Biological control for broom has been investigated since the mid-1980s with a number of species being tested. They include the broom twig miner (Leucoptera spartifoliella), the broom seed beetle (Bruchidius villosus), the broom gall mite (Aceria genistae), the sap-sucking broom psyllid (Arytainilla spartiophila), the Scotch broom seed weevil (Exapion fuscirostre) and recently the broom leaf beetle (Gonioctena olivacea) and the broom shoot moth (Agonopterix assimilella).
The method used to remove broom is dependent on the prolific seed cycle. Care should be taken to avoid disturbing the ground or the seeding plants between late spring and mid fall. From late fall, through winter, to mid spring are preferred times to eradicate mature plants. There are several methods, cutting, pulling, burning, herbicide or introducing chickens and goats. Drought areas respond well to cutting while the seed pods are young and still green. In cooler, wetter areas pulling is the preferred method, and hand-operated broom pullers are available. Low temperature fires, such as a grass fire, will increase seed germination and new sprouts may form on the burned stumps of mature broom. A spring fire followed by drought conditions will reduce seedling survival. Often new plants will grow from roots or seed, requiring repeated treatments.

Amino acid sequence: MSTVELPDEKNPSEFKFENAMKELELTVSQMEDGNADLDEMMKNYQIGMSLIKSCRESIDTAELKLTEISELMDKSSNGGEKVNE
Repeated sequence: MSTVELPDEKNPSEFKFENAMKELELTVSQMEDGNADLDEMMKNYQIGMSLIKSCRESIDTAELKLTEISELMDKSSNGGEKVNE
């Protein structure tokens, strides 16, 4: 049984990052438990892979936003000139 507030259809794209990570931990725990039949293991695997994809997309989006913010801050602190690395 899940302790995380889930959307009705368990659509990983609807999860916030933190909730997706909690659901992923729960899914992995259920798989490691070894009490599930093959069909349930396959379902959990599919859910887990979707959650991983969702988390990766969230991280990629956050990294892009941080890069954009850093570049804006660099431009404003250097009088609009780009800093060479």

Cytisus scoparius is widely cultivated as an ornamental plant, with several cultivars selected for variation in flower colour, including "Moonlight" with deep yellow flowers, "Andreanus" and "Firefly" with dark orange-red flowers, and growth habit, including "Pendula" with pendulous branchlets.